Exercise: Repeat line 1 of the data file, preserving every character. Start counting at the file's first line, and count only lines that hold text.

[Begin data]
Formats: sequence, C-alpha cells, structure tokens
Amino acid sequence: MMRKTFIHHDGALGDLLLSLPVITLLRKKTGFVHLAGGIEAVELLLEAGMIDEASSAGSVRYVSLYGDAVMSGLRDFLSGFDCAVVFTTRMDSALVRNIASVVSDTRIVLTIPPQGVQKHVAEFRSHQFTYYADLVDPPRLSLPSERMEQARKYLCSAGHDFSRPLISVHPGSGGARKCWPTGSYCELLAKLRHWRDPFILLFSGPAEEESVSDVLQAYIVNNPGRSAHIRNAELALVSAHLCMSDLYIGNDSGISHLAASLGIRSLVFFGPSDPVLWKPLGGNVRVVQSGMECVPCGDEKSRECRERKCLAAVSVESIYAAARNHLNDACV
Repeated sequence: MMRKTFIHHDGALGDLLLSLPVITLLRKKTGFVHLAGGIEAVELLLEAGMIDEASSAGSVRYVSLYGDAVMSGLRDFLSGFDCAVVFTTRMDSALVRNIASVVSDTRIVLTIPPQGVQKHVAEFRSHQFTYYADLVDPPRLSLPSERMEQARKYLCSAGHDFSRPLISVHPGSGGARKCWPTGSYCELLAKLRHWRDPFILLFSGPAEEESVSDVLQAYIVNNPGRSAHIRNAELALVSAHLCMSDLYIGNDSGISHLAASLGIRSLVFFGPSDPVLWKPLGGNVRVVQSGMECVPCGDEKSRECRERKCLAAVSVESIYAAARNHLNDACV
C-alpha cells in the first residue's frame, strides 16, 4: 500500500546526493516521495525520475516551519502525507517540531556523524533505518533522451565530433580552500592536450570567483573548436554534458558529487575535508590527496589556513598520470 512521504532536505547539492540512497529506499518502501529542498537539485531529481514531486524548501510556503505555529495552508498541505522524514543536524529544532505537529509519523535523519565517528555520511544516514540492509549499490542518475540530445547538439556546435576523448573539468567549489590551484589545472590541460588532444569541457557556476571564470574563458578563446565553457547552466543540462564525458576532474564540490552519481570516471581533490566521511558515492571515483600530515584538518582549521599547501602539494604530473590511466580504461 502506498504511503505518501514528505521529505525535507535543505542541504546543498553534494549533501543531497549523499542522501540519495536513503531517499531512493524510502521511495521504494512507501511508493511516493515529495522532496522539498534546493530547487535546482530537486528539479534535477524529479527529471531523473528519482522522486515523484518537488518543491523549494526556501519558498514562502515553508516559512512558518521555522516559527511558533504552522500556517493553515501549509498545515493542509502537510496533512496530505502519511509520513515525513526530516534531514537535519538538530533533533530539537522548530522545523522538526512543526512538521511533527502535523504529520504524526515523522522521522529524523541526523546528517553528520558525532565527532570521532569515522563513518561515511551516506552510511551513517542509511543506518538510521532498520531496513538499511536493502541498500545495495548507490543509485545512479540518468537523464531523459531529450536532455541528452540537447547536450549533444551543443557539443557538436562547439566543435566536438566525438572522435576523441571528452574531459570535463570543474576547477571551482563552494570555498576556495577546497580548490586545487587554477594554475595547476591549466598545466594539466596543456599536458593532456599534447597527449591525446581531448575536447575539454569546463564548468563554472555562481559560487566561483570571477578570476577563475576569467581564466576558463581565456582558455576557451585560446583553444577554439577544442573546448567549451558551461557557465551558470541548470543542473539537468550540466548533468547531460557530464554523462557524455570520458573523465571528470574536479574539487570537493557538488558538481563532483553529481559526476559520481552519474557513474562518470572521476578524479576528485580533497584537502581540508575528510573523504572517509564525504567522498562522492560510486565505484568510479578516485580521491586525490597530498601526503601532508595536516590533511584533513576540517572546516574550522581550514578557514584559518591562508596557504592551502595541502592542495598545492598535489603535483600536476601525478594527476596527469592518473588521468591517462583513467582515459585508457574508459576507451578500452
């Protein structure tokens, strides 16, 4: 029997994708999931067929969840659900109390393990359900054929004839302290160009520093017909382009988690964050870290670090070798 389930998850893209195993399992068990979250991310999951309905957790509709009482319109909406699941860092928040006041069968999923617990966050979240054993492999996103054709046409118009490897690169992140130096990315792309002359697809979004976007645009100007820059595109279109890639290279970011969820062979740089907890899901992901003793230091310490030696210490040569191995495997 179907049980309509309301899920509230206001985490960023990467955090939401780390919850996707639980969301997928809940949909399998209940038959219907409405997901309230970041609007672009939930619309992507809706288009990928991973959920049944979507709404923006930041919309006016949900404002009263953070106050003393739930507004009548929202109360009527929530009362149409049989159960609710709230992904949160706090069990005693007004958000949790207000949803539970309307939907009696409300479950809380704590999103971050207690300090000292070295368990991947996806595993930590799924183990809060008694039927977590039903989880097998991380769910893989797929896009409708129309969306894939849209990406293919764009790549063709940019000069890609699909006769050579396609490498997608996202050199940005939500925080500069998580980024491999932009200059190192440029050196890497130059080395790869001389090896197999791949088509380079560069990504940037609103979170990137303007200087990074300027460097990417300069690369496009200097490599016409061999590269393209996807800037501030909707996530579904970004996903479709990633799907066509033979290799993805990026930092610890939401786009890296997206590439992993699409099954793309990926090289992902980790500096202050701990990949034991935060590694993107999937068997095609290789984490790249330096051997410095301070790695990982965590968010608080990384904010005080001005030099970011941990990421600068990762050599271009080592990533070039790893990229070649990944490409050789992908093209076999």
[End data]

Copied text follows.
Formats: sequence, C-alpha cells, structure tokens